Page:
Laughing with Leonie Pony of ponydance
For a reason that will become clear shortly, I recently became curious about why it is that we go see performances. As a dancer, I wonder what it is that drives people to fill seats in the audience, and, as an audience member, what is it that compels me to purchase a ticket to a show? So with the help of some handy crowdsourcing (i.e. Facebook), I decided to turn to the collective mind (you) for responses to my quandary. Here are some of the things you said (thank you to everyone who responded to my text, Facebook message, email, call, etc.!) in response to the question: When you attend arts events (i.e. musical, visual art exhibition, theater piece, dance show, opera, movies, Tuvan throat singing, etc.), what do you most hope to get out of your experience? I received responses from 30 individuals, distributed as follows (size of the word corresponds to how often people cited the word as a response):
Though hardly a controlled, representative, or well-orchestrated survey in any conventional sense, the 30 respondents shared some insights with me that I hadn’t expected. In reviewing responses, my own motivations to see art became clearer. I began to realize that, generally, when I go to an arts event, I am looking to experience some sort of renewal, whether through provocation of new thoughts or ideas, transportation to another place or time, or deep emotional movement, all of which leave me with some sense of new vitality. Which brings me (finally) to ponydance.
In the same way that I watch Braveheart to be profoundly emotionally stirred by Mel Gibson’s famous speech, or that I listen to Eminem’s music to be moved to passionate anger, and go see Frank Gehry’s architecture to feel expansive joy, when I saw ponydance’s Anybody Waitin’? in 2010, I was moved to deep laughter. I left Anybody Waitin’? feeling renewed through the rejoicing happiness I had felt in watching the performance.
When I learned that ponydance would be coming to New York on October 7-10 to perform Anybody Waitin’? as part of Travelogues, a dance series curated by Laurie Uprichard and hosted by Abrons Arts Center, I could barely contain my glee. As Laurie so aptly expressed about ponydance’s humor, “Paula’s [dancer] face is priceless.” With her experience presenting ponydance at the Dublin Dance Festival in 2011, Laurie felt strongly that ponydance’s unique approach to dance comedy was something New York needed to see. In response to a question about what makes ponydance different than other dance comedy, Laurie shared, “they’re uniquely Irish in their approach to humor in ways, and they understand theater really well. They also have a really amazing understanding of their audience’s energy.” Put simply, “They are just funny.”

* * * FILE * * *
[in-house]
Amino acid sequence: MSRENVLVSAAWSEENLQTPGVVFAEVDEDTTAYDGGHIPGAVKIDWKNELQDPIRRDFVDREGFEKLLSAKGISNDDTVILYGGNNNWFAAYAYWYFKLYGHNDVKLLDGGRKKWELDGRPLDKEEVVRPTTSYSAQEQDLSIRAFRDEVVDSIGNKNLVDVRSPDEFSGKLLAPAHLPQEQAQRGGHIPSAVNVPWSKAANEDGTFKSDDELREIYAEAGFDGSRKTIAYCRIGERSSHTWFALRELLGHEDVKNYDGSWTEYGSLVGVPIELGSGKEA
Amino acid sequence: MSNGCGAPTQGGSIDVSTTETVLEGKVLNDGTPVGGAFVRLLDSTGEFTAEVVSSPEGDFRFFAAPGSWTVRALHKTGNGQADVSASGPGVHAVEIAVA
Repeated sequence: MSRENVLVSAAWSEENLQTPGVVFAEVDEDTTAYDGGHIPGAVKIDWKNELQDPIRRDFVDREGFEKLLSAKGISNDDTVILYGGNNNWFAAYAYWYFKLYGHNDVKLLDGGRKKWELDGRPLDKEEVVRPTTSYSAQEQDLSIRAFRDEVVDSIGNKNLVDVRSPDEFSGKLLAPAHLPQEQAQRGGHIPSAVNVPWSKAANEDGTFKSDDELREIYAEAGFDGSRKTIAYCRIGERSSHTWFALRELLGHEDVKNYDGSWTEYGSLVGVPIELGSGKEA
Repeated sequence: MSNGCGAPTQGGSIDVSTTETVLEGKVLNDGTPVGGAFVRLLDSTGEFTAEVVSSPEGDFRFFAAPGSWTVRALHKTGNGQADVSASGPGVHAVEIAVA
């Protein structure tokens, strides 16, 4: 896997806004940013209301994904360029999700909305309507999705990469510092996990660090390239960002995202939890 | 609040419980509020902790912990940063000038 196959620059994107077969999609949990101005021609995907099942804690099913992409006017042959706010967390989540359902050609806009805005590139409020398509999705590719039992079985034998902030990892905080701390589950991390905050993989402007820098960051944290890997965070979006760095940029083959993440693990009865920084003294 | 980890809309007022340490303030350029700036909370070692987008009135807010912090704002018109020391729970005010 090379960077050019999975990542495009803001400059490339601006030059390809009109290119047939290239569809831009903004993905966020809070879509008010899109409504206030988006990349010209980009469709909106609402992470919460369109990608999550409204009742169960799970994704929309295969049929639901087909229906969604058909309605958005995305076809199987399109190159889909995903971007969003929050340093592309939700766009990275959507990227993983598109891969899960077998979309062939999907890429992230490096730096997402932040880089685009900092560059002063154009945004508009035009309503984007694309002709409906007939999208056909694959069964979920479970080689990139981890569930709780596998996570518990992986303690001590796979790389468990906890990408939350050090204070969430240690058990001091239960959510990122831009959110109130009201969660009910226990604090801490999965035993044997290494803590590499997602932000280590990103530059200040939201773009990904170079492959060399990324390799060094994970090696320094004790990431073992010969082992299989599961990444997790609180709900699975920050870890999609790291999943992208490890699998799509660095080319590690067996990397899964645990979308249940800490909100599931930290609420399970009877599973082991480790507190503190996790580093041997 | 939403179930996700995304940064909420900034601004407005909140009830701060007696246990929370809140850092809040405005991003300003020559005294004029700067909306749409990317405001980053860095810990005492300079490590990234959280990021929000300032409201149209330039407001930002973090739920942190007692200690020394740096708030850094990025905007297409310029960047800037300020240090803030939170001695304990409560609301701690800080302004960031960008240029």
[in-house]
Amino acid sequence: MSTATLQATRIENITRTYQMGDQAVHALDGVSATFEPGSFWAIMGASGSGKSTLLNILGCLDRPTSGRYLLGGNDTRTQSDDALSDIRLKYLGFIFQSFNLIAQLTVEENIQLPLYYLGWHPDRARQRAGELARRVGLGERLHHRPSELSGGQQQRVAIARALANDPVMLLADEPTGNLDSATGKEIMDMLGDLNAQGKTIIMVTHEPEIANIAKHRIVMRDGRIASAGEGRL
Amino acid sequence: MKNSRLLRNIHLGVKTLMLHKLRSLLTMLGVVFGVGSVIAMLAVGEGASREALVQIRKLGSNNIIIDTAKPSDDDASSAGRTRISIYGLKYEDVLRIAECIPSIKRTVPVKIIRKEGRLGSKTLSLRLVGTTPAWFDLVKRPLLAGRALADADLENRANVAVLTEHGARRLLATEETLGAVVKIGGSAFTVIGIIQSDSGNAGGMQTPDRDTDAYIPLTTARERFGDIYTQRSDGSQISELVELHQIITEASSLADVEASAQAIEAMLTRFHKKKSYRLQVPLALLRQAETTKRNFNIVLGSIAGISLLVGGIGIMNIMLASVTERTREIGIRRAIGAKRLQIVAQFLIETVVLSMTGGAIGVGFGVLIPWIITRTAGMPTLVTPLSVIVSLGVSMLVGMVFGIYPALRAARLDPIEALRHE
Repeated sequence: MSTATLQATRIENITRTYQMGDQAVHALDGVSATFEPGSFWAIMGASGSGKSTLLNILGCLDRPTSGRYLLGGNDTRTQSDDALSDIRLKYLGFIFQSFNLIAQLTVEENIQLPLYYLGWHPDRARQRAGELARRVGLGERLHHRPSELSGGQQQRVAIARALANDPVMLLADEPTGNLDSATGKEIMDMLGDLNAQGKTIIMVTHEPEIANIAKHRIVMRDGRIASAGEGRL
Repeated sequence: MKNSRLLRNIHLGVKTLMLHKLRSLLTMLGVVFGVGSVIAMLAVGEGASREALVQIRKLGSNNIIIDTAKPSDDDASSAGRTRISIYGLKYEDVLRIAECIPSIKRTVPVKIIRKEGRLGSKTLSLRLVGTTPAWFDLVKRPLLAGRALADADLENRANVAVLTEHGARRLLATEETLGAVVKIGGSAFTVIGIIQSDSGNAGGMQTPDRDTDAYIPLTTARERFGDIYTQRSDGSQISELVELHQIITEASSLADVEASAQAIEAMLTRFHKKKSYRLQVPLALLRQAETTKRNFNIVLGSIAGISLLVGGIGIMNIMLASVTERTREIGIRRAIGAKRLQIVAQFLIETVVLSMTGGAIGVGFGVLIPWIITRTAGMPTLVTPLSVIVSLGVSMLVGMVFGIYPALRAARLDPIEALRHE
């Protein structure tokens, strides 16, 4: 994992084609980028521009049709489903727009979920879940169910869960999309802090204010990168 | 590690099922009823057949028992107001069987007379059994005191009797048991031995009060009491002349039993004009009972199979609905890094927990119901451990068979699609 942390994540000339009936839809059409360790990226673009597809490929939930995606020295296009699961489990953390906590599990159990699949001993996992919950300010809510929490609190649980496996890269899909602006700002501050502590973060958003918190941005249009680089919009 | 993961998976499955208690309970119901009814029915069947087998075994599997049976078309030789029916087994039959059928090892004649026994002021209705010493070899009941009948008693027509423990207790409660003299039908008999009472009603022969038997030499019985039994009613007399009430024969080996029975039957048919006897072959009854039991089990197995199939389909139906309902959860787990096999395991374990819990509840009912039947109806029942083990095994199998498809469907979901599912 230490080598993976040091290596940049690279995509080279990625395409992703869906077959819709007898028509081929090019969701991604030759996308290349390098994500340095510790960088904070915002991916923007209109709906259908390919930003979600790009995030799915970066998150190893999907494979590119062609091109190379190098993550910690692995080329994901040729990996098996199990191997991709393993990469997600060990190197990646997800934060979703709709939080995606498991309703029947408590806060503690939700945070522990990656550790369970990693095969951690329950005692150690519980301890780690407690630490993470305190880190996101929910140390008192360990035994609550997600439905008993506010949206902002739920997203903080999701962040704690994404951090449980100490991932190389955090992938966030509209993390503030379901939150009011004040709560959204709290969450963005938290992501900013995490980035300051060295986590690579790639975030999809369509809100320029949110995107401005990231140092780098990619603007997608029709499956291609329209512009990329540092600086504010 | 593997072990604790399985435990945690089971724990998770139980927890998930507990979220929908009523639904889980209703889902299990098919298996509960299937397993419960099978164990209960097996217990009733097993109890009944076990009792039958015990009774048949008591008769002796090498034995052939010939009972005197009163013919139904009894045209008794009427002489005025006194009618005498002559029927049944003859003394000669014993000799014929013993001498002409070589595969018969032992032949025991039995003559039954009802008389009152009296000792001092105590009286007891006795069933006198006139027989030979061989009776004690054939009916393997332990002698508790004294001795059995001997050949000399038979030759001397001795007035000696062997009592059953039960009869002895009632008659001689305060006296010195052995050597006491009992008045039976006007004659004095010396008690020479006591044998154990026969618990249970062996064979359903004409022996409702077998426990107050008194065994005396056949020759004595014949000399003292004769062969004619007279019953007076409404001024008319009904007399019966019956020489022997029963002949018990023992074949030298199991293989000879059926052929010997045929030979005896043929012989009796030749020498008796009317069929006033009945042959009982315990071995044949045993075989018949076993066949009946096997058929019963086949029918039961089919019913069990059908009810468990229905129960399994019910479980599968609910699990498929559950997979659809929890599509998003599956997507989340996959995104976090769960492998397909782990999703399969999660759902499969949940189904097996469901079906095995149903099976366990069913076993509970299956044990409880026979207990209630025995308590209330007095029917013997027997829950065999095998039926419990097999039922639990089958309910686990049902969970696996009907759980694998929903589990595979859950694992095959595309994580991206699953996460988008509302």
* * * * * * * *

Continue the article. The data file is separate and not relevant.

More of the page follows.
Leonie McDonagh, Artistic Director of ponydance, very kindly and generously agreed to participate in an interview about her approach to the craft of dance comedy. I was thrilled to catch a glimpse into what went into crafting the moments of Anybody Waitin’? that had me roaring in my seat; that certain something that makes me ache to go see art. Here’s what Leonie had to say.
Why dance and comedy?
I like both of those things. I’m drawn to them. I love laughing. I loooooooove laughing. I love humor. With dance, I went to contemporary dance school, so that was the language I spoke. And at some point during my training, I realized it would be good if I laughed a bit while I was at it.
Where did the skill for each of your crafts (dance and comedy), and your combined craft (dance comedy) come from?
I suppose in terms of training, it would’ve been the contemporary dance program I did for a lot of the dance language. I use a lot of really cheesy commercial language. And it works because people love what they know. For comedy, in terms of formal training, I studied with two clown artists by the names of Ira Sidelstein and Frazier Hooper. They both have influenced some of the approaches to comedy I use, I imagine. It’s interesting; it’s like dance is the bread for the honey. Dance is the vehicle for comedy. And you know clowns generally would have a lot of physical skill sets before training as a clown. A lot of clowns come from acrobatics before going into clowning.